The Women

USA/UK 2008

Film still for The Women

Reviewed by Kate Stables


Our synopses give away the plot in full, including surprise twists.

New York, the present. Ambitious magazine editor Sylvie learns from a manicurist that her best friend Mary's wealthy husband Stephen is having an affair with the gold-digging Crystal, who works behind the perfume counter at Saks. She swears their mutual friend Edie to secrecy. Mary's father fires her from her clothes-designing job with his company. Mary learns of the affair from the manicurist, and is devastated. Her three close friends, including lesbian novelist Alex, confess to knowing already, which humiliates her.

Her wisecracking mother takes her and teen daughter Molly to Maine. Back in New York, Sylvie and Mary they find themselves buying underwear alongside Crystal, Sylvie insists that Mary confront her. Shameless, Crystal stands her ground. Mary's servants hear her arguing with Stephen, demanding a divorce.

Sylvie is pressurised by her publisher to improve the magazine's circulation. Gossip columnist Bailey Smith blackmails her into confirming the rumoured Haines affair, which is splashed all over the papers. Sylvie confesses her betrayal to Mary, and they are estranged. Sylvie befriends Molly, who is avoiding the unhappy Mary. Inspired by meeting 'the Countess', a hardbitten Hollywood agent on a yoga retreat, Mary realises that her aim in life is to design a clothes collection, bankrolled by her mother. Berating her for befriending Molly, Mary finally makes up with Sylvie, who has resigned from her job, ashamed of betraying Mary. They fool the manicurist into telling Crystal that Mary and Stephen are meeting in secret. Mary's first collection is a great success. Stephen sends a plea for reconciliation. Edie goes into labour, and the women rush her to hospital. In the delivery room, as Edie's baby boy is born, Mary agrees to a date with Stephen, on her own terms.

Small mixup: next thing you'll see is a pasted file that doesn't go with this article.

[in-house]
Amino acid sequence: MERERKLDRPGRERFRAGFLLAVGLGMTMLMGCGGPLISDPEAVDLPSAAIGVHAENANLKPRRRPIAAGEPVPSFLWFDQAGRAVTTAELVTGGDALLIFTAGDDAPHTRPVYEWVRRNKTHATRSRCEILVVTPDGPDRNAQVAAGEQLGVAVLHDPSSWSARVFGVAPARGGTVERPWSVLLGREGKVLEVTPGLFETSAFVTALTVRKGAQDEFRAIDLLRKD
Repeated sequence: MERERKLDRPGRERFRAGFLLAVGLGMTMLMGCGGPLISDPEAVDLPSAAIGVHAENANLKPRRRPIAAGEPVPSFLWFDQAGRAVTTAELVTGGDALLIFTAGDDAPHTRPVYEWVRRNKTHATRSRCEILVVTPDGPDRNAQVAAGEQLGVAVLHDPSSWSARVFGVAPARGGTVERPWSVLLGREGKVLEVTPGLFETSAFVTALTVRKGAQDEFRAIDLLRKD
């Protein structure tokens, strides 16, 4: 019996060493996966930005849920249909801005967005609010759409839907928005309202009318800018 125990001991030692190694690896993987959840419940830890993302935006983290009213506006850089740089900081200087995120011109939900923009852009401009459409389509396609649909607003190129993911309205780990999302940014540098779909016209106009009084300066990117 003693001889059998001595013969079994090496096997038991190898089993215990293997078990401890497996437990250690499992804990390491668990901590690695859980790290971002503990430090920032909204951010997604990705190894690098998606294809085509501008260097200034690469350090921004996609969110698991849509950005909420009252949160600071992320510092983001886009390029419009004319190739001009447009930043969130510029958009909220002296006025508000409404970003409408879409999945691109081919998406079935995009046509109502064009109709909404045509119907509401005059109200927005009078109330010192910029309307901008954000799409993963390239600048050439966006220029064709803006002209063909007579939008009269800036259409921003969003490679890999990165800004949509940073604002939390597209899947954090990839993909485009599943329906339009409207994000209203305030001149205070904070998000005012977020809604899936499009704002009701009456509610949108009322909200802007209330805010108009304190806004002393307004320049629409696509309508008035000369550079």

"I've been fired from all my jobs. Wife, mother, daughter - and best friend," wails Meg Ryan's perky, put-upon divorcee Mary Haines, in a blast of self-pity absolutely alien to George Cukor's original belting, biting version of The Women. Diane English's remake of the classic 1939 high-society divorce comedy can muster the star power and the man-free mise en scène of its predecessor. But this shrill, self-indulgent piece swaps Clare Boothe Luce's biting social satire and the crackling, warp-speed dialogue of Cukor's female 'frenemies' for a soft-focus paean to female friendship. Shorn of its barbed attack on the parasitic manicure-and-malice lifestyle of rich wives and gay divorcees, and with Rosalind Russell's false friend and rattling rumour-mill Sylvie transformed into Annette Bening's tediously gutsy go-getter, this de-clawed reincarnation feels superficial and self-satisfied.